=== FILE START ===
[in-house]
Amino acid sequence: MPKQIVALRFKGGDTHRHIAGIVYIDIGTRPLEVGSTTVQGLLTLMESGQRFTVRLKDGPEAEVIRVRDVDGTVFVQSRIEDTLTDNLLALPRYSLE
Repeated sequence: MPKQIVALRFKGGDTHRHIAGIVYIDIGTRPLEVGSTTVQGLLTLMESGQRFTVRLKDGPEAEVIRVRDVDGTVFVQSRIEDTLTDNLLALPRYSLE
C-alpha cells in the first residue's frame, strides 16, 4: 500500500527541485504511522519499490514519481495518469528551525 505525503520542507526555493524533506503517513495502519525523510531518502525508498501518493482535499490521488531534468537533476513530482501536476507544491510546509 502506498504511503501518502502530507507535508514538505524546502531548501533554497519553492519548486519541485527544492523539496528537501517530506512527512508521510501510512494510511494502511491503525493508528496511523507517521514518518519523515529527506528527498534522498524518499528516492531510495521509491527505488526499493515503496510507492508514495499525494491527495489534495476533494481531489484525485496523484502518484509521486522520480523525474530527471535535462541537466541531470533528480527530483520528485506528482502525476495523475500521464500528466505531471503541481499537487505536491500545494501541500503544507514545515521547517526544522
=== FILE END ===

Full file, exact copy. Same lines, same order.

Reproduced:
[in-house]
Amino acid sequence: MPKQIVALRFKGGDTHRHIAGIVYIDIGTRPLEVGSTTVQGLLTLMESGQRFTVRLKDGPEAEVIRVRDVDGTVFVQSRIEDTLTDNLLALPRYSLE
Repeated sequence: MPKQIVALRFKGGDTHRHIAGIVYIDIGTRPLEVGSTTVQGLLTLMESGQRFTVRLKDGPEAEVIRVRDVDGTVFVQSRIEDTLTDNLLALPRYSLE
C-alpha cells in the first residue's frame, strides 16, 4: 500500500527541485504511522519499490514519481495518469528551525 505525503520542507526555493524533506503517513495502519525523510531518502525508498501518493482535499490521488531534468537533476513530482501536476507544491510546509 502506498504511503501518502502530507507535508514538505524546502531548501533554497519553492519548486519541485527544492523539496528537501517530506512527512508521510501510512494510511494502511491503525493508528496511523507517521514518518519523515529527506528527498534522498524518499528516492531510495521509491527505488526499493515503496510507492508514495499525494491527495489534495476533494481531489484525485496523484502518484509521486522520480523525474530527471535535462541537466541531470533528480527530483520528485506528482502525476495523475500521464500528466505531471503541481499537487505536491500545494501541500503544507514545515521547517526544522